In response to "When Will Jews Let It Rest?" by Rabbi Eli Hecht, Commentary, Jan. 2:
As a survivor of the Auschwitz death camp, a presidential appointee to the U.S. Holocaust Memorial Museum Council, and one of a handful of benefactors of the Los Angeles Holocaust Monument in Pan Pacific Park, I believe I am qualified to respond to Rabbi Hecht's column.
Clearly Rabbi Hecht does not have the slightest understanding of why Jews--and all people--must understand the horrors of the Holocaust and never, ever forget it. The resounding message of every museum and monument which has been erected in memory of the Holocaust is not, as Hecht states, that "the world is never a safe place for Jews." The message of remembrance, rather, is that the world must do everything humanly possible to prevent man's inhumanity to man from repeating itself.
Each day, thousands of men, women and children of all races, religions, and nationalities visit the U.S. Holocaust Memorial Museum in Washington. I am extremely proud that I have been a part of its creation--not because I wear a number on my arm . . . and not because I need a memorial to the nearly 60 members of my own family who perished at the hands of the Nazis. I am proud because of the many lessons it teaches to this generation and all future generations of children about ending discrimination of all kinds.
If Rabbi Hecht cannot see the importance of these lessons of the Holocaust, then he has closed his eyes to the rest of the world, turning his back on the horrors of Cambodia, Bosnia and Somalia. He refuses to recognize the ongoing acts of the Ku Klux Klan, skinheads, and the many gangs who terrorize innocent victims and create daily versions of the Holocaust in our cities.
The movie, "Schindler's List," and other movies like it, should be required viewing for all people. As a teacher, Rabbi Hecht should know that children cannot be taught tolerance without awareness.
As the Talmud reads (as well as the inscription on the ring presented to Oskar Schindler by the 1,200 Jews he saved), "He who saves one life, saves the world."
* For the life of me I cannot understand why Rabbi Hecht is so upset with Steven Spielberg's film "Schindler's List." In our religious schools we were taught that one who saves one life is saving the whole world. Schindler, for whatever reason, saved over a thousand Jews. For that alone he should be remembered. For all his moral shortcomings and the benefit he derived from Jewish labor, at the end he saved them.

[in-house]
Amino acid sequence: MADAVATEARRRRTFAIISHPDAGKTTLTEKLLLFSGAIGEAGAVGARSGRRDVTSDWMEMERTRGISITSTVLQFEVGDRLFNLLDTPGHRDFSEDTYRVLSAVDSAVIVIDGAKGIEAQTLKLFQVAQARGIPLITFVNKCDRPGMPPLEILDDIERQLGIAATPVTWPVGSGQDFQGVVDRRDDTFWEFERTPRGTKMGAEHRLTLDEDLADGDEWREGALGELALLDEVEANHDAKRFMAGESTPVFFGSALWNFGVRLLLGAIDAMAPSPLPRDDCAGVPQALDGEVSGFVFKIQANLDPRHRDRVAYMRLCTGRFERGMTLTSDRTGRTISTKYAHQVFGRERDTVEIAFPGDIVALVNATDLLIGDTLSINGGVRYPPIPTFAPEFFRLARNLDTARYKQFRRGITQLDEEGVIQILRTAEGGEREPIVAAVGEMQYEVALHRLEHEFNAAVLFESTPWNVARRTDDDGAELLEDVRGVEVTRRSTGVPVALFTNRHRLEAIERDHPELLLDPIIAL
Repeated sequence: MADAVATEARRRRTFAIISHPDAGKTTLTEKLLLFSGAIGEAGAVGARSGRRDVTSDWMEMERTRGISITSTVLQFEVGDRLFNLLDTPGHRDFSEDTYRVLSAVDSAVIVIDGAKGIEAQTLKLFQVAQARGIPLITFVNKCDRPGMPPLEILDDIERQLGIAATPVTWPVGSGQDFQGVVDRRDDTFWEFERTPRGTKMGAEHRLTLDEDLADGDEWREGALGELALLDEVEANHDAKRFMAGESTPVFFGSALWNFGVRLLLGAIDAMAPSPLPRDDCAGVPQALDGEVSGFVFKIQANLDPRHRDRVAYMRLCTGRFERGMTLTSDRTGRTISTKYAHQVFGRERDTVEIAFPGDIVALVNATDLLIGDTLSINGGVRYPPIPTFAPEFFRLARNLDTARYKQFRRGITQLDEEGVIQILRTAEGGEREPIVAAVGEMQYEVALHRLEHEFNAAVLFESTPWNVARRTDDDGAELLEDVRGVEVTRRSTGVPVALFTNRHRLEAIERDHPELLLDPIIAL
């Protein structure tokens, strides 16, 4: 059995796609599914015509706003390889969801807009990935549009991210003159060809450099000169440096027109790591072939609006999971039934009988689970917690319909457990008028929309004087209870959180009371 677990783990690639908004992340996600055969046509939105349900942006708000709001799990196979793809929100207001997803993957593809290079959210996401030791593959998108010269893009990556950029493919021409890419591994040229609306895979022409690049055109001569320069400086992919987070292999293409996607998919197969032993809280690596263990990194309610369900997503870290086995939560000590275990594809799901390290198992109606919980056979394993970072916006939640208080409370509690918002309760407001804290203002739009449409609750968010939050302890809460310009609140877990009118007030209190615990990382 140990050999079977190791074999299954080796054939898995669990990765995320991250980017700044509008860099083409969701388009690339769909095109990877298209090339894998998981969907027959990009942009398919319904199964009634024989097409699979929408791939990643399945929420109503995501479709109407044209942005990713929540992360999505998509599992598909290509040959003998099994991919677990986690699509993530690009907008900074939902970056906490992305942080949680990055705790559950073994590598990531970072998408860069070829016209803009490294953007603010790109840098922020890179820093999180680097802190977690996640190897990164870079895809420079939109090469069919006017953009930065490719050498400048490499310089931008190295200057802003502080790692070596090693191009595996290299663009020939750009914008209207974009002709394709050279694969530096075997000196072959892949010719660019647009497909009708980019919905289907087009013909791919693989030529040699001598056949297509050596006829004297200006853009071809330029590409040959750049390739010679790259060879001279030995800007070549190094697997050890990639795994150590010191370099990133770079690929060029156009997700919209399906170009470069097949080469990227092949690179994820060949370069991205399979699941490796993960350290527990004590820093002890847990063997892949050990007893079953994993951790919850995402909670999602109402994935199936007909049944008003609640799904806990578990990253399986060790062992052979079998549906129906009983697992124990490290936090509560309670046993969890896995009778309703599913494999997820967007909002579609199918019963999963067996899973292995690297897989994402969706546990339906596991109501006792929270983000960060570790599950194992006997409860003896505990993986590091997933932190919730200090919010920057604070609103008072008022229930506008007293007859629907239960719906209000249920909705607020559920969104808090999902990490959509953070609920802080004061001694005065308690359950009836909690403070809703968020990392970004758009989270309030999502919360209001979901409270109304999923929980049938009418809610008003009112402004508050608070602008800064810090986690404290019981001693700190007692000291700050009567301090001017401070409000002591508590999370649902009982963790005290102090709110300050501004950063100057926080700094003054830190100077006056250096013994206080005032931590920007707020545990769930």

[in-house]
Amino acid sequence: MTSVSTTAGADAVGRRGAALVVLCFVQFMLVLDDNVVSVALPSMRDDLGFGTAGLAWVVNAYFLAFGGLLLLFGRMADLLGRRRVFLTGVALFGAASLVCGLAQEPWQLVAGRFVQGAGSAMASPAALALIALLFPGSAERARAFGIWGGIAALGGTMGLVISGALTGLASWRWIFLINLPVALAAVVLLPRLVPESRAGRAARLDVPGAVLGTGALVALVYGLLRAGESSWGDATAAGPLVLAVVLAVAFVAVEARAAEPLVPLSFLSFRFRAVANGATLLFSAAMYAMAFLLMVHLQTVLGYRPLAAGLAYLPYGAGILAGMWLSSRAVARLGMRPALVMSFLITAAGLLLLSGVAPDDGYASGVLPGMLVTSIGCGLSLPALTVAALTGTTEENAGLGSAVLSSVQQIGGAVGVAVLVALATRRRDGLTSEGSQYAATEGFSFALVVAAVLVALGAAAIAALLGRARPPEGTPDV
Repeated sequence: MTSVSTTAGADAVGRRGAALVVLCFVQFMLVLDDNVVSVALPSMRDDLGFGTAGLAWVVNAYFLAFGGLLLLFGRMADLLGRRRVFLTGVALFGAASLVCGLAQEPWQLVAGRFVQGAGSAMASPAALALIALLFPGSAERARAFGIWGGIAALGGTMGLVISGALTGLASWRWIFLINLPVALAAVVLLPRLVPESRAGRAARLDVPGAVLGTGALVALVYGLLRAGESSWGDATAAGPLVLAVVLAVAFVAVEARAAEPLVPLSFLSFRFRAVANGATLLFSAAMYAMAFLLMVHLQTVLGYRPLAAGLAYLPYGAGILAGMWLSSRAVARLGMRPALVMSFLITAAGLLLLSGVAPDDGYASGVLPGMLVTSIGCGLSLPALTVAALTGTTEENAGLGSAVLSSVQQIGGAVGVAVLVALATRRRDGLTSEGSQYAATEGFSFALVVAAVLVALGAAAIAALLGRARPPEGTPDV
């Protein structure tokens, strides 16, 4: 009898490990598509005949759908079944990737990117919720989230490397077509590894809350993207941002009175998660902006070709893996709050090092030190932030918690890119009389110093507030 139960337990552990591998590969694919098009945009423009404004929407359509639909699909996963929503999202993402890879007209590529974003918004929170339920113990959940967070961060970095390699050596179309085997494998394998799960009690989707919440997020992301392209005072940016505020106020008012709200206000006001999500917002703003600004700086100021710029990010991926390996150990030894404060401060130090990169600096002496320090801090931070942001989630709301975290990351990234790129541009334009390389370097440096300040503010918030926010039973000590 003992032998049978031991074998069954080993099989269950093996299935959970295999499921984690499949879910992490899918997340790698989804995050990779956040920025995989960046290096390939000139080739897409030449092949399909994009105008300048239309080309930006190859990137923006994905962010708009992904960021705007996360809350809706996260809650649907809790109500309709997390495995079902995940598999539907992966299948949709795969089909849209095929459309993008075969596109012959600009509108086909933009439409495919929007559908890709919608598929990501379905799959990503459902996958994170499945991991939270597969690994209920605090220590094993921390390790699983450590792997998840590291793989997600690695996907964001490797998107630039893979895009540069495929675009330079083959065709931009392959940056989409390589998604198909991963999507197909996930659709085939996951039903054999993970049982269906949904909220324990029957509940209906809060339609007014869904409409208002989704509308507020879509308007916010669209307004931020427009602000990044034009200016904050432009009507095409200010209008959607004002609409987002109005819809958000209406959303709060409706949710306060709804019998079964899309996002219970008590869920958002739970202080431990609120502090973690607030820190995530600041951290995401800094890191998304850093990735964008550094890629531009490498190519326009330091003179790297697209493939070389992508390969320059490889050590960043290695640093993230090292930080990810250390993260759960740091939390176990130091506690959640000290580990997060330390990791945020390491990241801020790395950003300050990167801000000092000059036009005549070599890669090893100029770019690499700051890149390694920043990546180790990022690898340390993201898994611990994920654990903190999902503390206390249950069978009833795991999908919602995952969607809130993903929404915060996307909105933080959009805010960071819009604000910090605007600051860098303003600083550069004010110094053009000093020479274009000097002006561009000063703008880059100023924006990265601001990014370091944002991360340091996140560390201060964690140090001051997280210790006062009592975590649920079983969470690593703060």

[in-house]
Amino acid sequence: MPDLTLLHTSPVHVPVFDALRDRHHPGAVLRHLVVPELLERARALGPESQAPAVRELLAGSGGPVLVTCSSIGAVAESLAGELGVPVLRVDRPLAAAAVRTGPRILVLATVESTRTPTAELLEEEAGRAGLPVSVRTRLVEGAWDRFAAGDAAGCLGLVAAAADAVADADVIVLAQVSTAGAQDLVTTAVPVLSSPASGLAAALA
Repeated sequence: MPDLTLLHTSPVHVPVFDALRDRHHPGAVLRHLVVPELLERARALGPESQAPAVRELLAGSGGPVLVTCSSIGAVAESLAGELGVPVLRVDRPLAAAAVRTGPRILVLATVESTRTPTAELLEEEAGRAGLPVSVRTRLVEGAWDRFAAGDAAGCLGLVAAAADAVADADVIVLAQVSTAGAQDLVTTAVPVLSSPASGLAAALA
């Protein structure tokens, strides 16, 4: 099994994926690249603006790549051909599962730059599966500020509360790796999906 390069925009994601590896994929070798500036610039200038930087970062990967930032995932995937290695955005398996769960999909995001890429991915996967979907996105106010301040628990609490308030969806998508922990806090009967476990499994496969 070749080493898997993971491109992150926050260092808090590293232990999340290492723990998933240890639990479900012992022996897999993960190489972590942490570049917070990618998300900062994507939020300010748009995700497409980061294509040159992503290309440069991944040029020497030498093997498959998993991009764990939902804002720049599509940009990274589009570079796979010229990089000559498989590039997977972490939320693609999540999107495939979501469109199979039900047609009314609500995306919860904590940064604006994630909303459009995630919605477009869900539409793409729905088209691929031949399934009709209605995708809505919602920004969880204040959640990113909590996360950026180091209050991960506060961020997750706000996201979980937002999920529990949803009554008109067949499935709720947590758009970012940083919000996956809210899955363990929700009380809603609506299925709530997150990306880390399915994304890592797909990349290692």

I too was saved by a righteous Gentile. I never questioned his reason or morality. But when a Polish Catholic endangered his life and the lives of his children and grandchildren to save my life, then he should be remembered for the good he did. The last thing I recall our martyred parents, brothers and sisters asking of the ones who would survive was to tell the world what happened to them, and to remember them.
* It was such a pleasure to read an honest observation made by Hecht. I'm 69 and every time I see a Holocaust movie I cry. What the rabbi was saying is on target. Enough of suffering! As an American I remembered the hostility. Nobody really ever helped.
* It is true that Schindler was a member of the Nazi party, an aspiring war profiteer and bon vivant , but it is also true that somehow he discovered his humanity in the horrors of the Shoah as the rescuer of those Jews.
In response to Hecht's contention that Schindler's motives and actions are highly suspect, it might be easy to say that Schindler was a hero and leave it at that. But that would be dangerous. Heroes are not like other people. Heroes rise above what is expected of the rest of us and perform acts which are extraordinary. Schindler's journey from war profiteer to rescuer did not come suddenly. It emerged from Schindler's recognition that the Jews working for him as slave laborers were human beings. It was common humanity, that which linked Schindler to the Jews, that motivated his actions, not uncommon heroism.
Spielberg has given us a very precious gift in bringing Schindler's story to the screen.
Schindler was not a super-hero, he was a mensch , a human being. We need menschen , real human beings, more than heroes. That is what Schindler really teaches us.
RABBI SHELTON J. DONNELL
Temple Beth Sholom, Santa Ana
* Does Rabbi Hecht propose that, as Jews, we let Passover and Purim rest along with the Holocaust? For centuries we have recounted tales of the enslavement and subsequent rescue of our people by "righteous" souls. Only an ostrich would not have noticed that along with dwelling on our past, we have celebrated life. We never used our oppression as an excuse to sink into despair.